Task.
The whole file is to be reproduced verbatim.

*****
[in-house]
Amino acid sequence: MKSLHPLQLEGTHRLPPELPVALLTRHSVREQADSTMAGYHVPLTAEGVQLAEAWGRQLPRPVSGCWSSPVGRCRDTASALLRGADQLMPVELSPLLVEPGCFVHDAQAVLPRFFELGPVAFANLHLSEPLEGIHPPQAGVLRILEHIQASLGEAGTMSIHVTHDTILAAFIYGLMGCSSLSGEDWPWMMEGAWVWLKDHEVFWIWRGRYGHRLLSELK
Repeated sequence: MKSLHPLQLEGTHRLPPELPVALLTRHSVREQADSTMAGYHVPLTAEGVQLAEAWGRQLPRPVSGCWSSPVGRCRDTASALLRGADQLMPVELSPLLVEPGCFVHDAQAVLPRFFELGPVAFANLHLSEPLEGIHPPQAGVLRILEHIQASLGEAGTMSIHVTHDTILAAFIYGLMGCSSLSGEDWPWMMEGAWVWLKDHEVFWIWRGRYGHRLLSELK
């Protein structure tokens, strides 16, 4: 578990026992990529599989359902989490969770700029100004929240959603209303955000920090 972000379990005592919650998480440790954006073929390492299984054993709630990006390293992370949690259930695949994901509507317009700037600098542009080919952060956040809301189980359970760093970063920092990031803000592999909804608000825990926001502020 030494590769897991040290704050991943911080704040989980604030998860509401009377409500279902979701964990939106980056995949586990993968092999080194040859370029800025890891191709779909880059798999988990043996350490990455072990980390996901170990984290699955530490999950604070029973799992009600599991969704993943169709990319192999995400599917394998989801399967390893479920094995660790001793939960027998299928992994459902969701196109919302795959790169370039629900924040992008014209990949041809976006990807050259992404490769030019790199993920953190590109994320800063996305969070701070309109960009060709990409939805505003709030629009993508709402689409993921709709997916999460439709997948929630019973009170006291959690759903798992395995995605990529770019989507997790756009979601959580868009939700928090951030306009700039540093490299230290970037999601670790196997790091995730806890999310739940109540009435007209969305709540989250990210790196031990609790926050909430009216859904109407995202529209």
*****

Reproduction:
[in-house]
Amino acid sequence: MKSLHPLQLEGTHRLPPELPVALLTRHSVREQADSTMAGYHVPLTAEGVQLAEAWGRQLPRPVSGCWSSPVGRCRDTASALLRGADQLMPVELSPLLVEPGCFVHDAQAVLPRFFELGPVAFANLHLSEPLEGIHPPQAGVLRILEHIQASLGEAGTMSIHVTHDTILAAFIYGLMGCSSLSGEDWPWMMEGAWVWLKDHEVFWIWRGRYGHRLLSELK
Repeated sequence: MKSLHPLQLEGTHRLPPELPVALLTRHSVREQADSTMAGYHVPLTAEGVQLAEAWGRQLPRPVSGCWSSPVGRCRDTASALLRGADQLMPVELSPLLVEPGCFVHDAQAVLPRFFELGPVAFANLHLSEPLEGIHPPQAGVLRILEHIQASLGEAGTMSIHVTHDTILAAFIYGLMGCSSLSGEDWPWMMEGAWVWLKDHEVFWIWRGRYGHRLLSELK
């Protein structure tokens, strides 16, 4: 578990026992990529599989359902989490969770700029100004929240959603209303955000920090 972000379990005592919650998480440790954006073929390492299984054993709630990006390293992370949690259930695949994901509507317009700037600098542009080919952060956040809301189980359970760093970063920092990031803000592999909804608000825990926001502020 030494590769897991040290704050991943911080704040989980604030998860509401009377409500279902979701964990939106980056995949586990993968092999080194040859370029800025890891191709779909880059798999988990043996350490990455072990980390996901170990984290699955530490999950604070029973799992009600599991969704993943169709990319192999995400599917394998989801399967390893479920094995660790001793939960027998299928992994459902969701196109919302795959790169370039629900924040992008014209990949041809976006990807050259992404490769030019790199993920953190590109994320800063996305969070701070309109960009060709990409939805505003709030629009993508709402689409993921709709997916999460439709997948929630019973009170006291959690759903798992395995995605990529770019989507997790756009979601959580868009939700928090951030306009700039540093490299230290970037999601670790196997790091995730806890999310739940109540009435007209969305709540989250990210790196031990609790926050909430009216859904109407995202529209």